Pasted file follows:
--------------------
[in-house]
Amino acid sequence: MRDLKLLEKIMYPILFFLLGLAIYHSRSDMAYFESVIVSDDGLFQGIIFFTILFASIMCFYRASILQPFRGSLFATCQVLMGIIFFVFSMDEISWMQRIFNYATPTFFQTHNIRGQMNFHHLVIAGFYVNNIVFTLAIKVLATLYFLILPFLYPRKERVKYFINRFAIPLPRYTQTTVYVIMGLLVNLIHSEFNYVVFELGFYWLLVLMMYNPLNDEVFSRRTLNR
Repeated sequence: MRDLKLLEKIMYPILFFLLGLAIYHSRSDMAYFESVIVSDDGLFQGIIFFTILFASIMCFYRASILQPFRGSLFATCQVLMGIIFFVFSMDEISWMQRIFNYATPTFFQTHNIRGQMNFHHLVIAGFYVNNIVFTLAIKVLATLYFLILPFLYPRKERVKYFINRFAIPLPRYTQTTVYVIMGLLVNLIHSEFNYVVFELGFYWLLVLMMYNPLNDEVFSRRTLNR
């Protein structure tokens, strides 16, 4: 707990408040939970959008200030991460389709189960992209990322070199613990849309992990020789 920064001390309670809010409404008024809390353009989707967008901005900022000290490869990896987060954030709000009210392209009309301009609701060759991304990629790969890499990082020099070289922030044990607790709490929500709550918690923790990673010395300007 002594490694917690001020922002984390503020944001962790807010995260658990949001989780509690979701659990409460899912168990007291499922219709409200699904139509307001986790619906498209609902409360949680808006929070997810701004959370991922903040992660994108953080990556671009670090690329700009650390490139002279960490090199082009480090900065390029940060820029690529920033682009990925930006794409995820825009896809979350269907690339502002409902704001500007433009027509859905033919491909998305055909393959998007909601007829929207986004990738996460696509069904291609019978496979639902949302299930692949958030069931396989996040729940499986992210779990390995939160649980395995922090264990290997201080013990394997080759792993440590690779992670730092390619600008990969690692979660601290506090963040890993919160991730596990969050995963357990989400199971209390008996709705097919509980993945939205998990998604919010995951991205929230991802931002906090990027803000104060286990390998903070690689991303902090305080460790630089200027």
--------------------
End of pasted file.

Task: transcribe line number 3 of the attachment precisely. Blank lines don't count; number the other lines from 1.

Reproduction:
Repeated sequence: MRDLKLLEKIMYPILFFLLGLAIYHSRSDMAYFESVIVSDDGLFQGIIFFTILFASIMCFYRASILQPFRGSLFATCQVLMGIIFFVFSMDEISWMQRIFNYATPTFFQTHNIRGQMNFHHLVIAGFYVNNIVFTLAIKVLATLYFLILPFLYPRKERVKYFINRFAIPLPRYTQTTVYVIMGLLVNLIHSEFNYVVFELGFYWLLVLMMYNPLNDEVFSRRTLNR